However, if you believe – as we do, that the data basically just rebounded from overtly bearish expectations that came to pass in the first half of 2016 and that the perceived breakouts in equities and the dollar will retrace yet again with the data this year, than 2017 presents a continuation of a very broad market cycle top that has much greater risks on the downside for the dueling bull markets in equities and the dollar. From our perspective, the “Trump effect” is nothing less than ironic, considering the cycle has greatly been distinguished by a US led cyclical uptrend that began when some of the brightest minds on the Street were expecting a “new normal” to emerge after the financial crisis that saw the US taking a back seat to emerging economies, namely China. A renewed belief in US hegemony would have been timely back then – when the S&P 500 was a third of its current market capitalization and the US dollar was nearly 30 percent weaker than it enjoys today. But alas, the market often wryly winks without prejudice at both the ignorant and the experienced at market turns.

Although the economic data may take some time to again disappoint over the coming weeks and months, the expectations of a new administration revamping US manufacturing and unleashing untapped potential in the economy this year – hence lifting most boats, appears even less realistic than the previous notion that the considerable downturn in US manufacturing that began in 2014 would take the broader economy into recession over the past two years.

The reality is non-manufacturing’s share of GDP is roughly five-and-a-half times larger than manufacturing is in the US and that will certainly not change overnight – regardless of how aggressive the incoming administration is. Moreover, the heighted risk on demand by protectionist policies that Trump continues to threaten would likely more than offset the potential benefits of tax breaks and looser regulations on prospective supply within the US manufacturing sector.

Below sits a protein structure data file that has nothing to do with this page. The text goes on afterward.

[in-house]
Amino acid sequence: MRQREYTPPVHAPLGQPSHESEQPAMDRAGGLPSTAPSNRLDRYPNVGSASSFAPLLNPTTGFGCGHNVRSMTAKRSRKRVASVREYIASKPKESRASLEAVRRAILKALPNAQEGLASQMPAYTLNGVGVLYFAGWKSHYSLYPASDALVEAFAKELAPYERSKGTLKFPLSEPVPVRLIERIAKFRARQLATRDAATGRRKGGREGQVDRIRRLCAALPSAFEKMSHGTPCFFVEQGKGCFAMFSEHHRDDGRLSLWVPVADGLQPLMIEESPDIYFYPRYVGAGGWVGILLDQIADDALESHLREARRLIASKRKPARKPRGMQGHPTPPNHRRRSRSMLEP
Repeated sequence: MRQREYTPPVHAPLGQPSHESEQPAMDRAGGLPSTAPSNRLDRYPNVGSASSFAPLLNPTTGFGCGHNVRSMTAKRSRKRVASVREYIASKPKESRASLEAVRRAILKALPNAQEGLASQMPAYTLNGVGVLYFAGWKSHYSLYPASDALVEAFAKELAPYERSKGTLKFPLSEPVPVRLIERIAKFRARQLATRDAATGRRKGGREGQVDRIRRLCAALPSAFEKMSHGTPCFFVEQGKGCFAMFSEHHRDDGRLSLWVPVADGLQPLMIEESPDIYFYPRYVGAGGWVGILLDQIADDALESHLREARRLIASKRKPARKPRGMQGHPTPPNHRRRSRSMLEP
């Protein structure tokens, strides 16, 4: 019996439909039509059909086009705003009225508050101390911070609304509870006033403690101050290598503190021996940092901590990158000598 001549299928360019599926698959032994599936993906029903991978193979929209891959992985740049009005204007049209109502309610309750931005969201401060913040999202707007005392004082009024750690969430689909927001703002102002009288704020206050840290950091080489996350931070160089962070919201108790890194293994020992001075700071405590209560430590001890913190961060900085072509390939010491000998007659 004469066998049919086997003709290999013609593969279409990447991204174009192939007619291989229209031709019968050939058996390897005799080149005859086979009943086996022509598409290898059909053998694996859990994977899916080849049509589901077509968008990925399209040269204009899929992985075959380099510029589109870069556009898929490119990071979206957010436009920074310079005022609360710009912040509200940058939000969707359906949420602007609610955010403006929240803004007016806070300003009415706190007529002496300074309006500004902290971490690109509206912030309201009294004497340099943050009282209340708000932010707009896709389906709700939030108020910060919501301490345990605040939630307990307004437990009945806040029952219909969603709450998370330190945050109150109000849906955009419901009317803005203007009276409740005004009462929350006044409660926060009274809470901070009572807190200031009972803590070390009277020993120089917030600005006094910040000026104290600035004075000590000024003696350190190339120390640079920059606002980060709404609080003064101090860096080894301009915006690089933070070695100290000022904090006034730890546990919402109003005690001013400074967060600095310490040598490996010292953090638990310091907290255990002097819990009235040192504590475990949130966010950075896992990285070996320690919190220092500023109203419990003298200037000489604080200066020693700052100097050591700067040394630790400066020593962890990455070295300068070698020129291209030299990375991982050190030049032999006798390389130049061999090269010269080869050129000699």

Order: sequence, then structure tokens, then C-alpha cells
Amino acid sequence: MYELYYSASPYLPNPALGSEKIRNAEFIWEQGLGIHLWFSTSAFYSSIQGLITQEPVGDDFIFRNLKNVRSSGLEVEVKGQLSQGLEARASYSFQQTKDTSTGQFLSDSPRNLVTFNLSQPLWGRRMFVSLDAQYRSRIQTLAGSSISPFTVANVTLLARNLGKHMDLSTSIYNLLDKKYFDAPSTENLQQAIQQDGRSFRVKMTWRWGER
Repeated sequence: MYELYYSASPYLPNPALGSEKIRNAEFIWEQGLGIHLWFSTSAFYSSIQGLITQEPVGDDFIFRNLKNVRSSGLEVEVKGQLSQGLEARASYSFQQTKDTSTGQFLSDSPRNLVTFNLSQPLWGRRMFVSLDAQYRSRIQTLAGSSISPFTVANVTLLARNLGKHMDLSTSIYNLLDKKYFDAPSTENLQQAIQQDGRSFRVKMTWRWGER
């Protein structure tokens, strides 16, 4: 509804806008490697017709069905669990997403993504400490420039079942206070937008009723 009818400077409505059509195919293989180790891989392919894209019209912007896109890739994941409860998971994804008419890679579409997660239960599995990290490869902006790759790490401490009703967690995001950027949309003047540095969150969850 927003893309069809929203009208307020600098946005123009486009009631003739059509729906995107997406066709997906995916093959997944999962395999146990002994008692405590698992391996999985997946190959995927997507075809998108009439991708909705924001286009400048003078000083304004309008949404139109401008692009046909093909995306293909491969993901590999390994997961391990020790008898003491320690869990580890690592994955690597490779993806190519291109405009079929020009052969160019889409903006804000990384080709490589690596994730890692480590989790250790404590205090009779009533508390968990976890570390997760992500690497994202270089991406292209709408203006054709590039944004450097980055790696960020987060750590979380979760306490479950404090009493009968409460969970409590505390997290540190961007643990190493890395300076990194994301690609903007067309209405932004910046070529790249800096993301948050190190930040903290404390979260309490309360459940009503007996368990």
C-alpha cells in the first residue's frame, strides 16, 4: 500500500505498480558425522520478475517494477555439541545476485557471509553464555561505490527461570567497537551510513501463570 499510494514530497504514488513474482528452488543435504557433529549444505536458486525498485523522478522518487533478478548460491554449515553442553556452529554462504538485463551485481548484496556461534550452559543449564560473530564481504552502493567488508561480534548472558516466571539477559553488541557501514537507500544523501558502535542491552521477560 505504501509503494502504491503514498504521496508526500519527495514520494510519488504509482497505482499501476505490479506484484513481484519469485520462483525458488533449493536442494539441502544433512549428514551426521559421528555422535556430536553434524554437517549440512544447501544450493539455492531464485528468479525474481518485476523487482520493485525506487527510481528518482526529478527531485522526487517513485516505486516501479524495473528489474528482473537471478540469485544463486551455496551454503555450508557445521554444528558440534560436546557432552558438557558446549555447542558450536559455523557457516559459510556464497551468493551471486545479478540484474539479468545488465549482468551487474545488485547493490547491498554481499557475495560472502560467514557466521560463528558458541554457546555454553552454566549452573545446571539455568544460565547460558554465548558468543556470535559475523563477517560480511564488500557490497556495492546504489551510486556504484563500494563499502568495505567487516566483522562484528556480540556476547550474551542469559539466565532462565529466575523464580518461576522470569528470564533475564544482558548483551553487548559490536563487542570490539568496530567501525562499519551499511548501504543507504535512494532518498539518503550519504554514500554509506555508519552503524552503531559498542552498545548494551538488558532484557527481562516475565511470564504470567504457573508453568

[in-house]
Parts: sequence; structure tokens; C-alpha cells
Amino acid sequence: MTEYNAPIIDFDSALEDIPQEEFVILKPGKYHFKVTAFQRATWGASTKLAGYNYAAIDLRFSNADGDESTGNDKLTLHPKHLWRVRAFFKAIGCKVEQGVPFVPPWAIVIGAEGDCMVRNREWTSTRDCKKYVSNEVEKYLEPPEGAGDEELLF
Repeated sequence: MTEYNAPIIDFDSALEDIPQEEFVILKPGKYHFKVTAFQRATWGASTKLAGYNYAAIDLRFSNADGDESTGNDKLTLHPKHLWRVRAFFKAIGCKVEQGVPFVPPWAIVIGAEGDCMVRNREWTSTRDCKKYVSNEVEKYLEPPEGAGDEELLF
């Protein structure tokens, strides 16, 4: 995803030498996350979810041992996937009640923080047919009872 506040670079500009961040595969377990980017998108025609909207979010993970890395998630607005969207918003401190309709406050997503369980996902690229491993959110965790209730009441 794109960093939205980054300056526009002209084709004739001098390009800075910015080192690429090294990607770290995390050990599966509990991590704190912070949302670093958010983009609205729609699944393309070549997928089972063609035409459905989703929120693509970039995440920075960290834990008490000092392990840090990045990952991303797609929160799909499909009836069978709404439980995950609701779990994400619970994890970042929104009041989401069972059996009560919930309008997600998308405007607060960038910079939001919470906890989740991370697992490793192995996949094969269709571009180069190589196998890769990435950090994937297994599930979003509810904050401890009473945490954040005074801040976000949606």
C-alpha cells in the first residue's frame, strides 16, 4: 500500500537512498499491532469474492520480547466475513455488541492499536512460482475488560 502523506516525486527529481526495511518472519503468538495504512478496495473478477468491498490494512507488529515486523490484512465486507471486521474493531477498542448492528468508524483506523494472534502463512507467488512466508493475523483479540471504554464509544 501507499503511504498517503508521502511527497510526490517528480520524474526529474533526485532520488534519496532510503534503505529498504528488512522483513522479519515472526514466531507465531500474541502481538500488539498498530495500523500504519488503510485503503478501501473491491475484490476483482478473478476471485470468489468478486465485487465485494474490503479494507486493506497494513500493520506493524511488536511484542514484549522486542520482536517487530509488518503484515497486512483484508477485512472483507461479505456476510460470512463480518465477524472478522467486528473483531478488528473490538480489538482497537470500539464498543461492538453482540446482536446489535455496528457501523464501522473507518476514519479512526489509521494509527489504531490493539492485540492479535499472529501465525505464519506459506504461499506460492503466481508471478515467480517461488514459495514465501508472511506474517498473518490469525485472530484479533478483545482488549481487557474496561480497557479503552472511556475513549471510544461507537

Yesterday, we received the ISM manufacturing index that exceeded forecasts, as manufacturing executives remain largely upbeat headed into 2017. With the ISM non-manufacturing index slated to be released tomorrow, it will be interesting to see if they share the same upbeat sentiment of manufactures or if the rebound that began in the back half of last year has mostly run its course. Taking a long-term perspective on the series, juxtaposed against the trend in nonfarm payrolls – we suspect the latter is increasingly more likely as we work through the first half of the year. 

With nonfarm payrolls set to be released this Friday, the markets will have further catalyst to trade on, one we continue to believe favors the short side of the dollar over time, which is again strengthening its inverse correlation with gold as well as Treasuries.
Looking for a continuation of the extreme release higher in yields, consensus expectations have now pivoted 180 degrees from the July lows. Technically – as well as from an intermarket perspective with the US dollar index, the markets set-up quite similar to the early 2002 pivots in the dollar and yields, which propelled both nominal and real yields to new cycle lows. 
Despite current market expectations that express building confidence in the US economy, we continue to believe – based on our own research of both the nominal and real long-term cycles, that new lows are more likely than the beginning of a new secular growth trend. Moreover, the relative symmetry of the retracement decline in nominal yields from the secular high in 1981 is actually marginally trending even shallower than the trough of the previous cycle in the 1940's. 

As such – and despite the considerable retracement declines in precious metals  in the back half of last year, we continue to like their long-term prospects in what we believe will be a lower real yield market environment, longer than most still suspect.